Lefkada Is the “Sleeper Hit of the Ionians”
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Lefkada has been called the “sleeper hit of the Ionians”. While mountainous and remote in the center, its west coast is home to some of the best beaches in all of Greece. Lefkada was once attached to the nearby mainland by a narrow isthmus until it was breached with a canal in the 8th century BC.
Lefkada Town at the northern tip of the island is Lefkada’s busy main town. It was ruined by an earthquake in 1948 but was then rebuilt in a quakeproof style. The town’s pedestrianized main street, Dorpfeld, is lined with fancy shops and trendy eateries.
It meets Plateia Agiou Spyridonos, a lively area of activity both day and night that features plenty of cafes and bars. The Archaeological Museum contains island artefacts that span from the Paleolithic to the late-Roman periods. The Collection of Post-Byzantine Icons includes works by icon painters from the Ionian school and Russia dating back to 1500. The Fortress of Agia Mavra is a 14th century fortress. Its remains date from the Venetian and Turkish occupations. Visit the Moni Faneromenis for the views of the lagoon and visit its museum that holds ecclesiastical art from around the island.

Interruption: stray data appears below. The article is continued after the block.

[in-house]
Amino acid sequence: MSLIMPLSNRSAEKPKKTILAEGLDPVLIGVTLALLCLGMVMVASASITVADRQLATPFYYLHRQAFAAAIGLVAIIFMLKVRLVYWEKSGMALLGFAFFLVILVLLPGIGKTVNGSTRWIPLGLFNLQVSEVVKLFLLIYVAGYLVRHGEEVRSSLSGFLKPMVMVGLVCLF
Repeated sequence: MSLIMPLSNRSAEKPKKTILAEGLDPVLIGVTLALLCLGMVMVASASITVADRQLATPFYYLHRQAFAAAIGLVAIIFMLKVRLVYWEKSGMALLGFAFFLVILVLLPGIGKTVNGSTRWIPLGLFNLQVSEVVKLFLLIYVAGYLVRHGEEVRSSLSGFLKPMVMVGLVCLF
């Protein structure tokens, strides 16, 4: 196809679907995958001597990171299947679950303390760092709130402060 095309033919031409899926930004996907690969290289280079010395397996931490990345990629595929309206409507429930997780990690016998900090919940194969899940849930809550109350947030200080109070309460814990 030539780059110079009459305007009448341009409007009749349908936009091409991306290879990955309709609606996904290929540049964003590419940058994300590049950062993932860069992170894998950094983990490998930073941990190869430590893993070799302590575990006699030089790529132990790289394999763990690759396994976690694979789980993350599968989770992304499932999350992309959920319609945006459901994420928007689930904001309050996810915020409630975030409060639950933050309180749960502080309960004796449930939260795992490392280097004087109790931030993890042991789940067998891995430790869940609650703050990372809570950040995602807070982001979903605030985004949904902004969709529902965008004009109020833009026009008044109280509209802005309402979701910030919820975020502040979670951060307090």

The east coast of Lefkada continues to see heavy tourist development. Nydri, once a quiet fishing village, is now a crowded strip of tourist shops. Take a walk 2 miles out of Nydri to visit beautiful waterfalls. If you have transportation, the relaxed harbor of Syvota (9 miles south of Nydri) is worth visiting. It’s filled with fishing boats and yachts.
The west coast of Lefkada is where the beach-goers want to be. It’s made for postcard pictures and the beaches feature turquoise water and white sand. The popular beaches down the coast include Pefkoulia, Kathisma, Megali Petra, Avali, Egremni, and Porto Katsiki. The picturesque town of Agios Nikitas is perhaps the most popular, where you can find the attractive Mylos Beach.
Central Lefkada is comprised of traditional farming villages, green mountains, pine trees, olive groves, and vineyards. Karya is the busiest tourist village in central Lefkada. It is famous for its embroidery that was introduced in the 19th century by Maria Koutsochero, a one-handed local woman. Visit the Museum Maria Koutsochero to find period embroidery. Englouvi, the island’s highest village is renowned for its honey and lentil production.
Vasiliki is Lefkada’s famous beach in the south on Vasiliki Bay. This stony beach is known as one of the best windsurfing spots in all of the Mediterranean. Beginners can enjoy the soft breezes in the morning and the experts can take advantage of the whipping winds that come in the afternoon
This post was written by GreekBoston.com